State Summary: Alaska

Ranked 5th in Beachwater Quality (out of 30 states)
4% of samples exceeded national standards for designated beach areas in 2012

Protecting swimmers from bacteria, viruses, and other contaminants in beachwater requires leadership. Federal officials must help clean up polluted stormwater runoff—the most commonly identified cause of beach closings and swimming advisories—by developing national rules that require pollution sources to prevent stormwater where it starts by retaining it on-site.

The Environmental Protection Agency must also set beachwater quality standards protective of human health and provide states with the support they need to monitor beach pollution and notify the public when pollution levels are high.

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  • Monitoring data available
  • No monitoring data available
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Alaska 2012 Beachwater Quality Summary

Alaska has nearly 44,000 miles of coastal shoreline, 14,000 miles of which are actively managed. Although cold water temperatures discourage swimming, recreational shoreline activities such as fishing, kayaking, and beachcombing are quite popular. The Alaska Department of Environmental Conservation (DEC) administers the state's beachwater quality program and has identified more than 200 recreational beaches. In 2003, Alaska conducted a survey of municipalities across the state and designated 203 marine locations as recreational beaches. Of these 203 recreational beaches, 46 are considered to be at higher risk for water quality concerns. In 2012, the DEC selected a subset of 26 beaches to monitor. These beaches were chosen according to whether DEC had ongoing concerns about the location, because monitoring had not previously occurred, or because there was particular interest by a community in conducting beach water quality monitoring.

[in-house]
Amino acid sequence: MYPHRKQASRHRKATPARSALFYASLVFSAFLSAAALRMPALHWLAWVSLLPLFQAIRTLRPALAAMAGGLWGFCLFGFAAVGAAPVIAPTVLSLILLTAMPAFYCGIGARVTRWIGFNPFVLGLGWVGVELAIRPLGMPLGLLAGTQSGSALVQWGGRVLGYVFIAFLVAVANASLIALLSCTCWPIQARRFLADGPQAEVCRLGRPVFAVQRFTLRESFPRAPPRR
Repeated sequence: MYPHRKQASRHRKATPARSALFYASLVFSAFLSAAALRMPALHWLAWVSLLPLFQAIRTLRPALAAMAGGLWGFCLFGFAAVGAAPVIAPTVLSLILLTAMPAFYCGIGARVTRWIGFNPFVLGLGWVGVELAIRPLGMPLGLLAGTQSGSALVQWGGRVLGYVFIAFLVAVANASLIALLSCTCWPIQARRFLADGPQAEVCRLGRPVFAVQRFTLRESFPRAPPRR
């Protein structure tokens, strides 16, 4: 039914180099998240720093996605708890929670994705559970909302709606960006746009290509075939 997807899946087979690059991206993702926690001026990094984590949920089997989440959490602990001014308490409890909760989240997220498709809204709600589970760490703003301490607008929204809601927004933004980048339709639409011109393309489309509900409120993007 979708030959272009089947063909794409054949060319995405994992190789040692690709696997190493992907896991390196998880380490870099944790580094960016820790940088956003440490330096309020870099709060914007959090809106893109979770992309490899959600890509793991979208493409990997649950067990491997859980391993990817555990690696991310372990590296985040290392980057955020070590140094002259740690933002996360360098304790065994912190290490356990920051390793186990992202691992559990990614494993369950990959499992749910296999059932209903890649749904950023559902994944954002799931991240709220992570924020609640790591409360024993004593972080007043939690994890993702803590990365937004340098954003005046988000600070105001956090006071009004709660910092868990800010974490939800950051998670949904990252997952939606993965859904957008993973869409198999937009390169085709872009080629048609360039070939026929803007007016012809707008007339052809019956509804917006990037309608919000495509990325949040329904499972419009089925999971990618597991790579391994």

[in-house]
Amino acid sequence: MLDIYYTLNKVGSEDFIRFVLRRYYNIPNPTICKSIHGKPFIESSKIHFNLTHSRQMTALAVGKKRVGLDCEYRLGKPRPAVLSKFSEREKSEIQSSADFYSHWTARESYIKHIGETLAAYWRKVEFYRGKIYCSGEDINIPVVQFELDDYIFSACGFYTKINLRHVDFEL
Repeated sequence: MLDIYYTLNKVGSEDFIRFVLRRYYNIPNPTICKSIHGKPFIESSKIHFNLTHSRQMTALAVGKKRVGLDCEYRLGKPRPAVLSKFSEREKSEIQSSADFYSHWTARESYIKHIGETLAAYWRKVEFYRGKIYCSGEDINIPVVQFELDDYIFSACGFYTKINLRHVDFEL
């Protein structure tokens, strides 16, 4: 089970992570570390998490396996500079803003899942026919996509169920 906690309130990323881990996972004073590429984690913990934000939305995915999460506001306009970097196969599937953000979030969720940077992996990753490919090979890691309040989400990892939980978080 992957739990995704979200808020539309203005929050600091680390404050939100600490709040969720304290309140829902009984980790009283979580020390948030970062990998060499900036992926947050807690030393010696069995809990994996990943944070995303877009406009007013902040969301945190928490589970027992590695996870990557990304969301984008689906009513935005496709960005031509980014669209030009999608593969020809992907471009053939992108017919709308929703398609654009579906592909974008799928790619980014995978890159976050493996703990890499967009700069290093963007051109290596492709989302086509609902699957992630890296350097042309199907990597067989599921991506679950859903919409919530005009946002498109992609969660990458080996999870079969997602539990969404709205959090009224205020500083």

What Does Beachwater Monitoring Show?

In 2012, Alaska reported 26 coastal beaches, 9 (35%) of which were assigned a monitoring frequency of once a week, and 17 (65%) of which were not assigned a monitoring frequency. In 2012, 2% of all reported beach monitoring samples exceeded either the state's daily maximum enterococcus standard of 276 colonies/100 ml, the state's daily maximum fecal coliform standard of 200 cfu/100 ml, or both. The only monitored beaches with exceedances in 2012 were South Kenai Beach (11%) and North Kenai Beach (6%), both on the Kenai Peninsula. NRDC considers all reported samples individually (without averaging) when calculating the percent exceedance rates in this analysis. This includes duplicate samples and samples taken outside the official beach season, if any.

There were no beaches monitored every year between 2008 and 2012, so a year-to-year comparison of percent exeedance rates is not possible.